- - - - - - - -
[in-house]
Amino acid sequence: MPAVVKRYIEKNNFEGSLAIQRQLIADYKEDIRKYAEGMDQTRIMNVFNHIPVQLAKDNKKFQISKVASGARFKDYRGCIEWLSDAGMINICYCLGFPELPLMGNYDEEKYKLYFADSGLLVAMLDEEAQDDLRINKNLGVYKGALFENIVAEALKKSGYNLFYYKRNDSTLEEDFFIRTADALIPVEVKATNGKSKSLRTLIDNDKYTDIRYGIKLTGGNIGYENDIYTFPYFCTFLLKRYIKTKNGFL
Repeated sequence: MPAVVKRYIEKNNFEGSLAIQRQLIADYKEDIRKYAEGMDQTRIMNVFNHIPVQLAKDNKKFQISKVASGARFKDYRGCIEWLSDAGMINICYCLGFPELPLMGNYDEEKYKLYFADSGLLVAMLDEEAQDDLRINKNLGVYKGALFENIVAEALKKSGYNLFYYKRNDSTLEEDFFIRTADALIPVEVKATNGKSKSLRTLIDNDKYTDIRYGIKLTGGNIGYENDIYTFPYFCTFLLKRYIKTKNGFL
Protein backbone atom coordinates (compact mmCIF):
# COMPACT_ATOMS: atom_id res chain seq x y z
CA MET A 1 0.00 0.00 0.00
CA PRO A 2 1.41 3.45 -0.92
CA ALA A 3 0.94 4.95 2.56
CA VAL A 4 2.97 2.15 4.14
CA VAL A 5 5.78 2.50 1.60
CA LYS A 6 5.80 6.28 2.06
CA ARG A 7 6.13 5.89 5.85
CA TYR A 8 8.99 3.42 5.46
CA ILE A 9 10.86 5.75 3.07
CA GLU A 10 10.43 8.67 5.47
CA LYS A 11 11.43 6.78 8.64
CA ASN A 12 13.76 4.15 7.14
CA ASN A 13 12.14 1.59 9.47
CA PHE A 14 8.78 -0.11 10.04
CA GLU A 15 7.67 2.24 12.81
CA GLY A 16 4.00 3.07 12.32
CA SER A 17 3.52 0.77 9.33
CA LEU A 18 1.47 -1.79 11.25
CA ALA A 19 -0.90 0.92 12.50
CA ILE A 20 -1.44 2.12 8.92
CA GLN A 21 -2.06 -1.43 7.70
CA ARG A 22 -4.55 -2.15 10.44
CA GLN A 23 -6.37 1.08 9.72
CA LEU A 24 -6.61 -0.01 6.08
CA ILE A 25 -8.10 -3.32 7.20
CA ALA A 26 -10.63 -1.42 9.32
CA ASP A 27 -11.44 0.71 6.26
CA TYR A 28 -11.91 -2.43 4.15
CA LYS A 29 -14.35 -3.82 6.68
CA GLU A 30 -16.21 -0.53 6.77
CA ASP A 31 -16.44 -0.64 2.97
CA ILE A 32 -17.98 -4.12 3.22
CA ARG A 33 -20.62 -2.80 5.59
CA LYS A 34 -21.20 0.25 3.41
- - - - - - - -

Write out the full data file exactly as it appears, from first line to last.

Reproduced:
[in-house]
Amino acid sequence: MPAVVKRYIEKNNFEGSLAIQRQLIADYKEDIRKYAEGMDQTRIMNVFNHIPVQLAKDNKKFQISKVASGARFKDYRGCIEWLSDAGMINICYCLGFPELPLMGNYDEEKYKLYFADSGLLVAMLDEEAQDDLRINKNLGVYKGALFENIVAEALKKSGYNLFYYKRNDSTLEEDFFIRTADALIPVEVKATNGKSKSLRTLIDNDKYTDIRYGIKLTGGNIGYENDIYTFPYFCTFLLKRYIKTKNGFL
Repeated sequence: MPAVVKRYIEKNNFEGSLAIQRQLIADYKEDIRKYAEGMDQTRIMNVFNHIPVQLAKDNKKFQISKVASGARFKDYRGCIEWLSDAGMINICYCLGFPELPLMGNYDEEKYKLYFADSGLLVAMLDEEAQDDLRINKNLGVYKGALFENIVAEALKKSGYNLFYYKRNDSTLEEDFFIRTADALIPVEVKATNGKSKSLRTLIDNDKYTDIRYGIKLTGGNIGYENDIYTFPYFCTFLLKRYIKTKNGFL
Protein backbone atom coordinates (compact mmCIF):
# COMPACT_ATOMS: atom_id res chain seq x y z
CA MET A 1 0.00 0.00 0.00
CA PRO A 2 1.41 3.45 -0.92
CA ALA A 3 0.94 4.95 2.56
CA VAL A 4 2.97 2.15 4.14
CA VAL A 5 5.78 2.50 1.60
CA LYS A 6 5.80 6.28 2.06
CA ARG A 7 6.13 5.89 5.85
CA TYR A 8 8.99 3.42 5.46
CA ILE A 9 10.86 5.75 3.07
CA GLU A 10 10.43 8.67 5.47
CA LYS A 11 11.43 6.78 8.64
CA ASN A 12 13.76 4.15 7.14
CA ASN A 13 12.14 1.59 9.47
CA PHE A 14 8.78 -0.11 10.04
CA GLU A 15 7.67 2.24 12.81
CA GLY A 16 4.00 3.07 12.32
CA SER A 17 3.52 0.77 9.33
CA LEU A 18 1.47 -1.79 11.25
CA ALA A 19 -0.90 0.92 12.50
CA ILE A 20 -1.44 2.12 8.92
CA GLN A 21 -2.06 -1.43 7.70
CA ARG A 22 -4.55 -2.15 10.44
CA GLN A 23 -6.37 1.08 9.72
CA LEU A 24 -6.61 -0.01 6.08
CA ILE A 25 -8.10 -3.32 7.20
CA ALA A 26 -10.63 -1.42 9.32
CA ASP A 27 -11.44 0.71 6.26
CA TYR A 28 -11.91 -2.43 4.15
CA LYS A 29 -14.35 -3.82 6.68
CA GLU A 30 -16.21 -0.53 6.77
CA ASP A 31 -16.44 -0.64 2.97
CA ILE A 32 -17.98 -4.12 3.22
CA ARG A 33 -20.62 -2.80 5.59
CA LYS A 34 -21.20 0.25 3.41